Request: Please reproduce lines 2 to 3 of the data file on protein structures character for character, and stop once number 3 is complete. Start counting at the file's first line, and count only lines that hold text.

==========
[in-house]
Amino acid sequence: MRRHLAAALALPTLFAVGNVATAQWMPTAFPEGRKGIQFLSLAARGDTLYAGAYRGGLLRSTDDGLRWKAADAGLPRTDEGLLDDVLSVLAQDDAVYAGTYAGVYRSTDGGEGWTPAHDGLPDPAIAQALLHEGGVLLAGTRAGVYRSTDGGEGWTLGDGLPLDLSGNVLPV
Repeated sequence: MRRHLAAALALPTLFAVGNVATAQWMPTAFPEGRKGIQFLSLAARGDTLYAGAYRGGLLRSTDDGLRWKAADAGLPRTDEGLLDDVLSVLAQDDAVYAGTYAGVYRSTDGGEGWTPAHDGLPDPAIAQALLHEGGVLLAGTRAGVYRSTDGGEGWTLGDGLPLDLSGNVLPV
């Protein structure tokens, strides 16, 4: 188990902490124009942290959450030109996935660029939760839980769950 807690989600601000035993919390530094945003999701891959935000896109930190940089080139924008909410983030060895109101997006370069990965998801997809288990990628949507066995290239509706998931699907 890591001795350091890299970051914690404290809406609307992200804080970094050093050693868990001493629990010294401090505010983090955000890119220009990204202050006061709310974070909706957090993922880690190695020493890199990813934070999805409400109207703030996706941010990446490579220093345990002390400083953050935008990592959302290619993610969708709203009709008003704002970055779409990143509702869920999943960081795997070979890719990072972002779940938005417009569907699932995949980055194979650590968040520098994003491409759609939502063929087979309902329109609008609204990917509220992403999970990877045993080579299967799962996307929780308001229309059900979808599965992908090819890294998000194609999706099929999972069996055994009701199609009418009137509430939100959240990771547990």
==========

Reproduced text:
Amino acid sequence: MRRHLAAALALPTLFAVGNVATAQWMPTAFPEGRKGIQFLSLAARGDTLYAGAYRGGLLRSTDDGLRWKAADAGLPRTDEGLLDDVLSVLAQDDAVYAGTYAGVYRSTDGGEGWTPAHDGLPDPAIAQALLHEGGVLLAGTRAGVYRSTDGGEGWTLGDGLPLDLSGNVLPV
Repeated sequence: MRRHLAAALALPTLFAVGNVATAQWMPTAFPEGRKGIQFLSLAARGDTLYAGAYRGGLLRSTDDGLRWKAADAGLPRTDEGLLDDVLSVLAQDDAVYAGTYAGVYRSTDGGEGWTPAHDGLPDPAIAQALLHEGGVLLAGTRAGVYRSTDGGEGWTLGDGLPLDLSGNVLPV